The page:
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Sample Burp Suite extension: Intruder payloads

Dafydd Stuttard | 21 December 2012 at 15:29 UTC
burp extender

This example shows how you can use an extension to:

When an extension registers itself as an Intruder payload provider, this will be available within the Intruder UI for the user to select as the payload source for an attack. When an extension registers itself as a payload processor, the user can create a payload processing rule and select the extension's processor as the rule's action.

When Burp calls out to a payload provider to generate a payload, it passes the base value of the payload position as a parameter. This allows you to create attacks in which a whole block of serialized data is marked as the payload position, and your extension places payloads into suitable locations within that data, and re-serializes the data to create a valid request. Hence, you can use Intruder's powerful attack engine to automatically manipulate input deep within complex data structures.

This example is artificially simple, and generates two payloads: one to identify basic XSS, and one to trigger the ficititious vulnerability that was used in the previous custom scanner check example. It then uses a custom payload processor to reconstruct the serialized data structure around the custom payload.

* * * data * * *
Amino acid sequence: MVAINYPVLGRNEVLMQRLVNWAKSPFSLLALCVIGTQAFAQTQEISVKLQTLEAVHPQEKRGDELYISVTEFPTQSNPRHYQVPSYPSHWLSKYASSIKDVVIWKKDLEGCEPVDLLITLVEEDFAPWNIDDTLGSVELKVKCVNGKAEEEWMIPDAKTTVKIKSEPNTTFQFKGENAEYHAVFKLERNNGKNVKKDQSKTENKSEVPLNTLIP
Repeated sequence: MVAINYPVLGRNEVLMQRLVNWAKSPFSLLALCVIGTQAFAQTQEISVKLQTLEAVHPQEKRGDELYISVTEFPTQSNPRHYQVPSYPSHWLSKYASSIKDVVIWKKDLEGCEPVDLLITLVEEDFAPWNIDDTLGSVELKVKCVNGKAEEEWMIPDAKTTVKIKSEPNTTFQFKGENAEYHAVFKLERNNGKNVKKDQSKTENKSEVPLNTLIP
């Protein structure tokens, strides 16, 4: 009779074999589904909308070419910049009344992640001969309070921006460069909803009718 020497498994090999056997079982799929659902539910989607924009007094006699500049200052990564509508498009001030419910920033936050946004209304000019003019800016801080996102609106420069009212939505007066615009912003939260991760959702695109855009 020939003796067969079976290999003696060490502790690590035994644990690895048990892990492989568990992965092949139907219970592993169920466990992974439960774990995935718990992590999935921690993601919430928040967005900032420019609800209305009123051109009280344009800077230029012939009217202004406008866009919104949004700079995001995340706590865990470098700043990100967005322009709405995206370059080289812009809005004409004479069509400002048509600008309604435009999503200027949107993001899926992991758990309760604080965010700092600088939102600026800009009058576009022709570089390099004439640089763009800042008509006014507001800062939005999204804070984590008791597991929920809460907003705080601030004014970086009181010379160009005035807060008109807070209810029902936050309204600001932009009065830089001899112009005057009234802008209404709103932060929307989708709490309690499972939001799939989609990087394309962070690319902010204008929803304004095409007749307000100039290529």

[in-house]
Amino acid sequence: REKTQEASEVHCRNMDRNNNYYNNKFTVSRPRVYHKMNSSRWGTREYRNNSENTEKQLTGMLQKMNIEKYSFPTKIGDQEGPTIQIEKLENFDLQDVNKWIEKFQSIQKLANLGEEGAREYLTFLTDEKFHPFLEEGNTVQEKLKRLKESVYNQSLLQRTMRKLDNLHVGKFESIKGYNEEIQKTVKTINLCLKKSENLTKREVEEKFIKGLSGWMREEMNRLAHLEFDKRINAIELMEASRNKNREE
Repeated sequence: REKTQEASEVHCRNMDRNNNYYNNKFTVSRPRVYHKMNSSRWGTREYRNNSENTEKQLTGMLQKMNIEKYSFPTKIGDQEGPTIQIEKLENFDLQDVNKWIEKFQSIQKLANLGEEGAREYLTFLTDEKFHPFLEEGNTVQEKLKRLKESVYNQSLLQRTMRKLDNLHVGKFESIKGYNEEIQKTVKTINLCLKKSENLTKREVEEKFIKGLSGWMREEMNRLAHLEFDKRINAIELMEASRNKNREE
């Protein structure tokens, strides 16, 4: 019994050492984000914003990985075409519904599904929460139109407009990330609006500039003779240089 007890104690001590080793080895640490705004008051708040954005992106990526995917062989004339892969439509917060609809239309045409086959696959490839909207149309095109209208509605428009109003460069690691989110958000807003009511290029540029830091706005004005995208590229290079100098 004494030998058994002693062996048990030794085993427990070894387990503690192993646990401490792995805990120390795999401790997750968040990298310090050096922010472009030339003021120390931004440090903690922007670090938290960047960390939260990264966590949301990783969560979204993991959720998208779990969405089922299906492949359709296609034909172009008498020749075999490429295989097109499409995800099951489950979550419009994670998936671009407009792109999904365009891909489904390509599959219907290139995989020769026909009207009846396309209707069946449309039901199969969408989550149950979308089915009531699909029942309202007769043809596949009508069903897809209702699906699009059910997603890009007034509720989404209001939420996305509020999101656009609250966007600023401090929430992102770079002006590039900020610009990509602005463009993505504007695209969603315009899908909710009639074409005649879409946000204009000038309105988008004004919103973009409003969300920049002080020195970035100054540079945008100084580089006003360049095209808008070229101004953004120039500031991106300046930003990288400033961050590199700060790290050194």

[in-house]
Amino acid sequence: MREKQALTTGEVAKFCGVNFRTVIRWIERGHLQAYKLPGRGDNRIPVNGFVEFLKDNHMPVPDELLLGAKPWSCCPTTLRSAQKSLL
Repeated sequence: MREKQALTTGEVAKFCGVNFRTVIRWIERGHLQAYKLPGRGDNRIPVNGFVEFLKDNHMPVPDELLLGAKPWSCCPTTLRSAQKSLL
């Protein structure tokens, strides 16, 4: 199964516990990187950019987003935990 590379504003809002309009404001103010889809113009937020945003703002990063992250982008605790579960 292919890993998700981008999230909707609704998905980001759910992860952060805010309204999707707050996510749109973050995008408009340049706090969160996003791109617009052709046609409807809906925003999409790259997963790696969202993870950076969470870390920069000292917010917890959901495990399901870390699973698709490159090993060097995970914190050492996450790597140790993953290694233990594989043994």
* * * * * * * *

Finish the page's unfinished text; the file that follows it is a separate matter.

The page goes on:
Download the Intruder payloads extension. The download includes source code and the compiled JAR file for Java. It also includes an ASP.NET page that extends the serialization example to add some fictitious bugs so that you can test the custom payloads, and see that the two vulnerabilities are triggered. After loading the extension, you'll need to select the custom payloads as your Intruder payloads type, and add a payload processing rule that invokes the extension-provided processor. Note: the sample ASP.NET page uses the JavaScript btoa() function to perform Base64-encoding on the client side. This function is not supported by Internet Explorer, but works on most other browsers.